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Does Channel 4’s Naked Attraction Mark A New Low For British TV?

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Photo: Courtesy of Channel 4.
If you were innocently admiring the rugged Scottish landscape during Eden last night on Channel 4, you might have been a bit surprised at what followed at 10pm. You might, even, have choked on your glass of wine.

Last night was the first episode of new show Naked Attraction, a dating show in which contestants choose a partner based not on superficial attributes like their clothes, intelligence or personality, but on their naked bodies; before they’ve even met. Think long, lingering shots of genitalia. The guests' bodies are revealed in stages: legs and genitals, followed by their chests, faces and voices.

If that doesn’t sound voyeuristic and judgemental enough, the six potential dates are eliminated one by one at each stage until two candidates are left and the “picker” gets naked, too. With the help of Channel 4’s Twitter account, Naked Attraction even helped to reignite age-old discussions like: Width or girth?; A neatly trimmed, “wild” or non-existent bush?; Lights on or off during sex? No doubt bringing the cringe level to “unbearable” in family living rooms across the country.

Unsurprisingly, columnists, TV critics and Daily Mail commenters were incensed by the shamelessness of it all, with many claiming the show marked a new low for British TV. More than 20 viewers have complained to broadcasting regulator Ofcom so far, the Telegraph reported this morning. But the show can hardly be singled out as being unique in its (literal) naked pursuit of viewers. After all, we live in a world where Sex Box actually happened.
On one hand, it feels like we are in the golden age of television. TV shows are becoming the new film franchises, with award-winning filmmakers such as Cary Fukunaga taking over TV by making hugely popular shows like True Detective. Because of this, a huge portion of our TV-viewing lives these days is swallowed up by streaming services like Netflix, Amazon Video and other Video On Demand (VOD) services, where these big budget TV series tend to live.

On the other hand, it feels like the makers of traditional TV shows are increasingly feeling the need to compete for viewers by stooping to new, attention-grabbing lows.

ITV 2's Love Island came under fire recently after two of the contestants – Zara Holland and Alex Bowen – had (gasp!) actual sex on the show. To the probable delight of the TV execs, Holland was stripped of her title as Miss Great Britain, which drummed up even more publicity for the series. And TLC's Undressed began recently, too, in which two strangers strip off and talk about sex.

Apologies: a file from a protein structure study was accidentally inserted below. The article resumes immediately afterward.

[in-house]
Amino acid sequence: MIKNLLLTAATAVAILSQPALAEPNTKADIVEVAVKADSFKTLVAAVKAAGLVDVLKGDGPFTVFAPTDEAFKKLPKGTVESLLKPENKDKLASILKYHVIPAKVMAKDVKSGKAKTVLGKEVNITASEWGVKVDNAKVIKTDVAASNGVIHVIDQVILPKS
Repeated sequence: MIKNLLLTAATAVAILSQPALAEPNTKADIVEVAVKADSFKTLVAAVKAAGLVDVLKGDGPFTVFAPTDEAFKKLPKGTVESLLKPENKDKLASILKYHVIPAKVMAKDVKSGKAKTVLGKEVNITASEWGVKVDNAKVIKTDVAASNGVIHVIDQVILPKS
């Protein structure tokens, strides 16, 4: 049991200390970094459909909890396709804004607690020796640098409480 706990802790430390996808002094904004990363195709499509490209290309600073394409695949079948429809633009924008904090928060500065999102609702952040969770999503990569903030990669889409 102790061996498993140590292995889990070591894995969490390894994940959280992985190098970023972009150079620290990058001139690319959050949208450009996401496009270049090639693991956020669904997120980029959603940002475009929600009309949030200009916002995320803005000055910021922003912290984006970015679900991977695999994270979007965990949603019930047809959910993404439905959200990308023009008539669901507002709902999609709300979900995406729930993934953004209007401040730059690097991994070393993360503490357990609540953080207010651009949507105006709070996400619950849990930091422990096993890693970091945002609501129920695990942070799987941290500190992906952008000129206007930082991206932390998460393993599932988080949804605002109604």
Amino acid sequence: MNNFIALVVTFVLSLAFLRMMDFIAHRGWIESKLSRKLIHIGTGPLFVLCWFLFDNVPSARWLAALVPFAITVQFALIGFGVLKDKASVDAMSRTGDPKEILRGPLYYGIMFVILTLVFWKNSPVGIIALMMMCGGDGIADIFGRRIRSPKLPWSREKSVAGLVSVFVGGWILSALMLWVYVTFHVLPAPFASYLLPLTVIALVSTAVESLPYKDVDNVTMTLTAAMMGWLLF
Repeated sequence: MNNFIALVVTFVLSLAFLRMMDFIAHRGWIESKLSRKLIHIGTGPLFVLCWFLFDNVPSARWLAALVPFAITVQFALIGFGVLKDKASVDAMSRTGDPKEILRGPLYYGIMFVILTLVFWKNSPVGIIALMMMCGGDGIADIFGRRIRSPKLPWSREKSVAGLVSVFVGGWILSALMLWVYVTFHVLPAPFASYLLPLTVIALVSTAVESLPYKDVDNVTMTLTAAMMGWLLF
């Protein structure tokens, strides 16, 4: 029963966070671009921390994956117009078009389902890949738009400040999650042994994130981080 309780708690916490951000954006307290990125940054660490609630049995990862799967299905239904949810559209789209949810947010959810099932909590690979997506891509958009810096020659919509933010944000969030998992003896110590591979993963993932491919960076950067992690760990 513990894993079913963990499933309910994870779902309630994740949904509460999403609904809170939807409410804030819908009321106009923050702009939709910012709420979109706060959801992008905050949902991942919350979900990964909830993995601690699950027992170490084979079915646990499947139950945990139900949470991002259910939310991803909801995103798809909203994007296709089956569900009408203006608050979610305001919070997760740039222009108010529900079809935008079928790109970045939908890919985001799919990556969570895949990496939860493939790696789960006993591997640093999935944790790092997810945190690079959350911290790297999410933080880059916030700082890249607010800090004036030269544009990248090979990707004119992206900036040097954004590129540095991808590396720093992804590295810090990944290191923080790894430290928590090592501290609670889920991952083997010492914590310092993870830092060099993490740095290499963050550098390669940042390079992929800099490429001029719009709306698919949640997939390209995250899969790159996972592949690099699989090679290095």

And who could forget the linchpin of the British reality TV landscape that is Big Brother? Contestants Marco Pierre White Jr and Laura Carter recently had sex on series 17, followed by countless other naked trysts. A critic for the Telegraph recently lamented how, while Big Brother was once a social experiment, now "notoriety trumps talent".

But scenes like this are nothing new to BB. With the help of alcohol and some seriously malleable personalities, it has been engineering sex and nudity-filled situations for nearly two decades. There was the naked body painting in series one, Makoski and Anthony’s fumbling in the hot tub, Michelle and Stuart shagging under a makeshift fort, and don't even get us started on Kinga’s iconic antics with the wine bottle.
A look back at Big Brother alone is enough to beg the question: are we really in the throes of a desperate clutch at ratings when it comes to terrestrial programming, or has British telly always been this sordid?

The fact that many of these sex-fuelled new shows resemble revamps of older, more modest series suggests the first argument might be the most accurate. Naked Attraction is basically “Blind Date in a brothel”, as one critic (from the Daily Mail) described it. Long gone are the days of coy post-mortems after budget romantic mini-breaks; back in the early 90s we'd have been much too polite to force Cilla Black face to face with a pair of testicles. Or at least I hope so.

Perhaps in the age of online pornography, we as an audience have become so accustomed to seeing sex on screen that we've come to expect this of our TV viewing too. Game of Thrones is renowned for its gratuitous sex and nudity – people have even made charts comparing the sexiness levels of each series – and the BBC's recent historical series Versailles showed couples shagging left, right and centre. One critic (again from the Mail) even called it "porn dressed up in a cravat and tights", suggesting that TV really is doing it's best to give us the same kicks as adult entertainment.

Personally, I say "whatever", as long as no one's getting hurt. I’m not ashamed to admit that I enjoyed Naked Attraction last night; watching while scrolling through the hashtag brought me to hysterical tears. All it took was an elephant penis tattoo to give me one of the most hilarious viewing experiences I’ve had in months. And with a reported 1.4 million viewers (9.1% of the total audience share) last night, an impressive feat for its first showing, I clearly wasn’t the only one who didn’t find it completely repulsive.

If this is what TV sinking to new depths looks like, I say keep descending.
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